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Sifo-Dyas
07-05-11, 09:59
Hey

I have started the impossible task of writing a film script (with the intention of actually sending it to Hollywood - one must never stop dreaming, right? lol) but every now and then I run into a particular way of saying things in English - enter the English proverb! :D

Can anyone guide me towards an internet site which translates Dutch sayings into English ones - or perhaps help me this instant with 1 particular one, please?

In Dutch we have a saying that goes (litteraly translated of course) like this:
Her words weren't cold yet
This means that someone just said something and her words are immediately followed by an event - thus saying :"she had only just spoken and something else happened immediately after it".

Does anyone know the English equivalent of this, please? I'm sure it's a bit different - perhaps something like her words had only just escaped her mouth or her words were still warm ...

Many, many thanks!

Bye for now

Apathetic
07-05-11, 10:30
There could be many different ways of saying it, but one word comes to mind here: Subsequent

sub·se·quent/ˈsəbsəkwənt/Adjective
1. Coming after something in time; following.

She had only spoken when (an event) had subsequented. (There's more than one way of phrasing it, this is a pretty weak way considering I'm not refering to anything in particular, just as an example)

I could be wrong, though. :wve:

I don't think there is an actual equivelent to "her words had only just escaped her mouth or her words were still warm", but english is one of the most diverse languages in the world, you can probably make something up that would be just as meaningful.

jackali
07-05-11, 10:42
As Apathetic also said... I'm not certain there's a direct English equivalent.

I'd go with something like: 'The words had scarcely left her lips when...'

Apathetic
07-05-11, 10:45
I'd go with something like: 'The words had scarcely left her lips when...'

I agree with this. :)

xXhayleyroxXx
07-05-11, 12:53
Yeah, what jackali said ~ and if the character/actor were to be speaking of someone else and they suddenly turned up its 'speak of the devil, and he shall come'.

Dennis's Mom
07-05-11, 14:02
As Apathetic also said... I'm not certain there's a direct English equivalent.

I'd go with something like: 'The words had scarcely left her lips when...'

Agreed.

Minty Mouth
07-05-11, 14:09
If you're writing a screenplay I'm not sure you want anything like that, anyway.

SPEAKER: Dialogue--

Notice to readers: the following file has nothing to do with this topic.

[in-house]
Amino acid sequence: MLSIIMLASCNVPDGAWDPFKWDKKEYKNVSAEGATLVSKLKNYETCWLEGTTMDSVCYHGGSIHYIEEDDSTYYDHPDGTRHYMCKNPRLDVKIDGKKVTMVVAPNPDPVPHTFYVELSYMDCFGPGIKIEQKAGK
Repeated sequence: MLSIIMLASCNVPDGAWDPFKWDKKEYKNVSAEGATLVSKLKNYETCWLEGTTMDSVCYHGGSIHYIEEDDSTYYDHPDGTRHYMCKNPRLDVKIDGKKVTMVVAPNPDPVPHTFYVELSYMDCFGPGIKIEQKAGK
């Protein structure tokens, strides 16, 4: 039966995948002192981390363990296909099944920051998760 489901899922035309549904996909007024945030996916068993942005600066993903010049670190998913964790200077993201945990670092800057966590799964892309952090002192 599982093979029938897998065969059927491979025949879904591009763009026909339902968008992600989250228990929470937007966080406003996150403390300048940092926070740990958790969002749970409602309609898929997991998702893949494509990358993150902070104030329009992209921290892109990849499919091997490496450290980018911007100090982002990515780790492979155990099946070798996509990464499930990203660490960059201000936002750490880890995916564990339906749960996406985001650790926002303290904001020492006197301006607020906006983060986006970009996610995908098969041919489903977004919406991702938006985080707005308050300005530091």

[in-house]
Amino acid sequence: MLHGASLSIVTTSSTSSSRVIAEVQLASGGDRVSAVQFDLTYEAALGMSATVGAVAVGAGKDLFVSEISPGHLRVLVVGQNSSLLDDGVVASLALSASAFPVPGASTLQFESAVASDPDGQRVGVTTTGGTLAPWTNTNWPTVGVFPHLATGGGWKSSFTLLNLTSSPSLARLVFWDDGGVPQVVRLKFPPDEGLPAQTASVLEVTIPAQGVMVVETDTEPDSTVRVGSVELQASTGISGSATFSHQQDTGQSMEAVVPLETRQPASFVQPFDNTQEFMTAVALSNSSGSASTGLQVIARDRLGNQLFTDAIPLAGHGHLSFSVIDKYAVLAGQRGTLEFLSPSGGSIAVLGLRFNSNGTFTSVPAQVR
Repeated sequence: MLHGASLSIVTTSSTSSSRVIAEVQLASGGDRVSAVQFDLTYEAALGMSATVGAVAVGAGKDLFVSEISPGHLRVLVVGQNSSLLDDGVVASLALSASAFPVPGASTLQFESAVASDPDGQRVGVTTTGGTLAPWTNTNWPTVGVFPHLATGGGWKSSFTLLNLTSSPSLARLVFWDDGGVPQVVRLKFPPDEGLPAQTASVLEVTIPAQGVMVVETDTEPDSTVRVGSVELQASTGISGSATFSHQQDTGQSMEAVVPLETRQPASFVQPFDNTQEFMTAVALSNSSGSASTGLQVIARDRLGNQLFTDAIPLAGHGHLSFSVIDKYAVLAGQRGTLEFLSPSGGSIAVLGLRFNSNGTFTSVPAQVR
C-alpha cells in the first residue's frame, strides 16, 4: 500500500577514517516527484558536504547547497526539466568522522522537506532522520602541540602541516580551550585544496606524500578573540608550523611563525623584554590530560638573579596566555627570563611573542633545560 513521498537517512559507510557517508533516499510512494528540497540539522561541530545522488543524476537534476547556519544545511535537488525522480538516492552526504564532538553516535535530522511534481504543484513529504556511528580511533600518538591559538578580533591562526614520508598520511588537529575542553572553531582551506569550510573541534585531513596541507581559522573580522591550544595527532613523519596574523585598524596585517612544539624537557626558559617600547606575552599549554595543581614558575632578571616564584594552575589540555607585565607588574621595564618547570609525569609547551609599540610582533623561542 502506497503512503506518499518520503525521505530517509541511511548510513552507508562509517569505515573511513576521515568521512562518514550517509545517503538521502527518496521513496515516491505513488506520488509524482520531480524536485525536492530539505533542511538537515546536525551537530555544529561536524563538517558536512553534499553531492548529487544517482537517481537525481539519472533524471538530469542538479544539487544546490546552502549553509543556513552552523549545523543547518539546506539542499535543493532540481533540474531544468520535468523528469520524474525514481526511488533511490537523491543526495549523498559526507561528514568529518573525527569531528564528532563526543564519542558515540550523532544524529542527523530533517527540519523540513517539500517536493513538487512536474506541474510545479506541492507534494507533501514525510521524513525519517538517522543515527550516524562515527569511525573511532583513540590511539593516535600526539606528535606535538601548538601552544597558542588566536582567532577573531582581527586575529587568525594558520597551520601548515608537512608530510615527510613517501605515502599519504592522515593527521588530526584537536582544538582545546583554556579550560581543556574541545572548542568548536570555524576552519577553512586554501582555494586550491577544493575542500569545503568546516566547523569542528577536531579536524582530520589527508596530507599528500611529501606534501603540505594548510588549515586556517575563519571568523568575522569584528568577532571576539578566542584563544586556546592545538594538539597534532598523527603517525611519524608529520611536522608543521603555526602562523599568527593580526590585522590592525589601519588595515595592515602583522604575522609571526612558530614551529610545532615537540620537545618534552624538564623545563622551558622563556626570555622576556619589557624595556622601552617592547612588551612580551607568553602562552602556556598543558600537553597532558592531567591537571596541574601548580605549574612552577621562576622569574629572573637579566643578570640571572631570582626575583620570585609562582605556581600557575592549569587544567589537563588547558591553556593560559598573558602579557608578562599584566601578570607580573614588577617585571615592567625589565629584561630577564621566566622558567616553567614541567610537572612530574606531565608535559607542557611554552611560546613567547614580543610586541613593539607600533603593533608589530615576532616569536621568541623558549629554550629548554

(Thunder strikes)

SPEAKER: Yikes!

You don't really need much detail in the stage directions. The fact that the action (in thic case, thunder) comes without anything else inbetween it and the dialogue implies that it happens straight away anyway. The added dash at the end of the dialogue implies interruption, which can intensify the effect.

Unless you were talking about using the phrase within some dialogue, in which case I would be even more careful, especially with the word subsequent, since it's not a word with a place in common vocabulary.

!Lara Croft!
07-05-11, 14:36
Yeah, what jackali said ~ and if the character/actor were to be speaking of someone else and they suddenly turned up its 'speak of the devil, and he shall come'.

Which has been further shortened to just "Speak of the Devil..."

Dennis's Mom
07-05-11, 15:00
There is something people say about "jinxing" things. You say something about an outcome and the opposite happens, people say you've jinxed something.

"What a good little boy!"

*boy throws fit*

"Way to jinx the kid, Sue!"

scoopy_loopy
07-05-11, 15:15
Maybe: "Her words had barely left her mouth [preposition] ..."
I can't think of an actual "saying" for this situation. Which is strange, English has something for everything else! :vlol:

EDIT: Oh, I just saw Jackali has basically said this already. :o

As Apathetic also said... I'm not certain there's a direct English equivalent.

I'd go with something like: 'The words had scarcely left her lips when...'

Sifo-Dyas
07-05-11, 18:45
If you're writing a screenplay I'm not sure you want anything like that, anyway.

SPEAKER: Dialogue--

(Thunder strikes)

SPEAKER: Yikes!

You don't really need much detail in the stage directions. The fact that the action (in thic case, thunder) comes without anything else inbetween it and the dialogue implies that it happens straight away anyway. The added dash at the end of the dialogue implies interruption, which can intensify the effect.


You know, this is actually very helpful. Are you in any way, shape or form a screenwriter? Funny thing is that you mentioned 'thunder strikes' and her words are actually followed by the thunderous sound of an earthquake, lol. :D
How about that? :)

let me just clarify the scene I'm currently writing:

All 3 of them head home when we suddenly hear a DEEP, THUNDEROUS sound.

LUCAS
Wow – did you hear that?!

SASHA
(looking up to the sky, not in the least bit worried)
Yep, and if we don’t hurry home – we’re gonna get awfully wet.

So you see that it's important that Sasha says her entire sentence BEFORE the next thunderous sound (this time accompanied by an earthquake) occurs. Why? Well, the next line Lucas is saying should be something like: 'You still think it's the rain?'

and so on ... and so on ... :)